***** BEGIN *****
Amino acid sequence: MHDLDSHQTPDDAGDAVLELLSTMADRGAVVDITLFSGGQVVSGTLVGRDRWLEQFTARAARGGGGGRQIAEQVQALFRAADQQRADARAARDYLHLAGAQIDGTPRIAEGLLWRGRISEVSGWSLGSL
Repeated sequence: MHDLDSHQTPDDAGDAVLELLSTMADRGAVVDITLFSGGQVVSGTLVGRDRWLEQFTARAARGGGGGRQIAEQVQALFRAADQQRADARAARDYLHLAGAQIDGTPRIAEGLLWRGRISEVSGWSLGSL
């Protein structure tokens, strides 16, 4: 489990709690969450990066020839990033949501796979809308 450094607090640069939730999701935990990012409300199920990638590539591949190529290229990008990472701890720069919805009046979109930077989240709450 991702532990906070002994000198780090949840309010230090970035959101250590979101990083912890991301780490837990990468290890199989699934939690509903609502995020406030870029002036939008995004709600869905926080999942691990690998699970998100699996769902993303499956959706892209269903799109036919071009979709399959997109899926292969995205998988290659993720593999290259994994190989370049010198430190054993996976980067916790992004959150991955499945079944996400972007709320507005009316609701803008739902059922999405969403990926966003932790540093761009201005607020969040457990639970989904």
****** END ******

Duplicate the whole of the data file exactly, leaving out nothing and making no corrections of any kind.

Amino acid sequence: MHDLDSHQTPDDAGDAVLELLSTMADRGAVVDITLFSGGQVVSGTLVGRDRWLEQFTARAARGGGGGRQIAEQVQALFRAADQQRADARAARDYLHLAGAQIDGTPRIAEGLLWRGRISEVSGWSLGSL
Repeated sequence: MHDLDSHQTPDDAGDAVLELLSTMADRGAVVDITLFSGGQVVSGTLVGRDRWLEQFTARAARGGGGGRQIAEQVQALFRAADQQRADARAARDYLHLAGAQIDGTPRIAEGLLWRGRISEVSGWSLGSL
């Protein structure tokens, strides 16, 4: 489990709690969450990066020839990033949501796979809308 450094607090640069939730999701935990990012409300199920990638590539591949190529290229990008990472701890720069919805009046979109930077989240709450 991702532990906070002994000198780090949840309010230090970035959101250590979101990083912890991301780490837990990468290890199989699934939690509903609502995020406030870029002036939008995004709600869905926080999942691990690998699970998100699996769902993303499956959706892209269903799109036919071009979709399959997109899926292969995205998988290659993720593999290259994994190989370049010198430190054993996976980067916790992004959150991955499945079944996400972007709320507005009316609701803008739902059922999405969403990926966003932790540093761009201005607020969040457990639970989904």